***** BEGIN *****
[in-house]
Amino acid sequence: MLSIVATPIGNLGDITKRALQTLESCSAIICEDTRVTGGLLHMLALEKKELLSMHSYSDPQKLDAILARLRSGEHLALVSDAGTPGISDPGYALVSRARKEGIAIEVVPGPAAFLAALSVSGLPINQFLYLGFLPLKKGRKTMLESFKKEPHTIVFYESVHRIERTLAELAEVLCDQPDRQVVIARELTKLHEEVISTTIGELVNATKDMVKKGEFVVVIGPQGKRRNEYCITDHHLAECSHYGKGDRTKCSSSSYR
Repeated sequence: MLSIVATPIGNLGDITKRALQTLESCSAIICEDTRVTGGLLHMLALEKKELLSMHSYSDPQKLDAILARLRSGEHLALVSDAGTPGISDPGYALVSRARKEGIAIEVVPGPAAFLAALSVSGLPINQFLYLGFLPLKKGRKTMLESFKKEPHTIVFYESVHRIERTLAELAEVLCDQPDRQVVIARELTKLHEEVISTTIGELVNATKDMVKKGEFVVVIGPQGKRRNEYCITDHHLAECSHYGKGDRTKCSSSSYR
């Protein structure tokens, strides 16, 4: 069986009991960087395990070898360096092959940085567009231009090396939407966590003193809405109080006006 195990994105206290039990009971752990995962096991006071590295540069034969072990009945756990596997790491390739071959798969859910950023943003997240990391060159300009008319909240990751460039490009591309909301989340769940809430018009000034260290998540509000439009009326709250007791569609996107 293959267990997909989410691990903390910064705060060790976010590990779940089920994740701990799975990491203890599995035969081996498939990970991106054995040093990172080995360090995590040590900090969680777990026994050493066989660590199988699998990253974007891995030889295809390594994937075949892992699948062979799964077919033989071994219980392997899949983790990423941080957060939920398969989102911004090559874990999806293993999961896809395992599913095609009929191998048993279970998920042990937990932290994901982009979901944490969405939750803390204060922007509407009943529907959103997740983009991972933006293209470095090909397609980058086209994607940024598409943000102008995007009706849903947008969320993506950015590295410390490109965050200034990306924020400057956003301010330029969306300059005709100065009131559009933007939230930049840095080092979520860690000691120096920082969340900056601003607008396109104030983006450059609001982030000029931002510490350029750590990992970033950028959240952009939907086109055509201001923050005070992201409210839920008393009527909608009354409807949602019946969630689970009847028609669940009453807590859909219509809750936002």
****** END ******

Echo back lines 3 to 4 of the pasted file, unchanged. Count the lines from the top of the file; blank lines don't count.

Repeated sequence: MLSIVATPIGNLGDITKRALQTLESCSAIICEDTRVTGGLLHMLALEKKELLSMHSYSDPQKLDAILARLRSGEHLALVSDAGTPGISDPGYALVSRARKEGIAIEVVPGPAAFLAALSVSGLPINQFLYLGFLPLKKGRKTMLESFKKEPHTIVFYESVHRIERTLAELAEVLCDQPDRQVVIARELTKLHEEVISTTIGELVNATKDMVKKGEFVVVIGPQGKRRNEYCITDHHLAECSHYGKGDRTKCSSSSYR
């Protein structure tokens, strides 16, 4: 069986009991960087395990070898360096092959940085567009231009090396939407966590003193809405109080006006 195990994105206290039990009971752990995962096991006071590295540069034969072990009945756990596997790491390739071959798969859910950023943003997240990391060159300009008319909240990751460039490009591309909301989340769940809430018009000034260290998540509000439009009326709250007791569609996107 293959267990997909989410691990903390910064705060060790976010590990779940089920994740701990799975990491203890599995035969081996498939990970991106054995040093990172080995360090995590040590900090969680777990026994050493066989660590199988699998990253974007891995030889295809390594994937075949892992699948062979799964077919033989071994219980392997899949983790990423941080957060939920398969989102911004090559874990999806293993999961896809395992599913095609009929191998048993279970998920042990937990932290994901982009979901944490969405939750803390204060922007509407009943529907959103997740983009991972933006293209470095090909397609980058086209994607940024598409943000102008995007009706849903947008969320993506950015590295410390490109965050200034990306924020400057956003301010330029969306300059005709100065009131559009933007939230930049840095080092979520860690000691120096920082969340900056601003607008396109104030983006450059609001982030000029931002510490350029750590990992970033950028959240952009939907086109055509201001923050005070992201409210839920008393009527909608009354409807949602019946969630689970009847028609669940009453807590859909219509809750936002």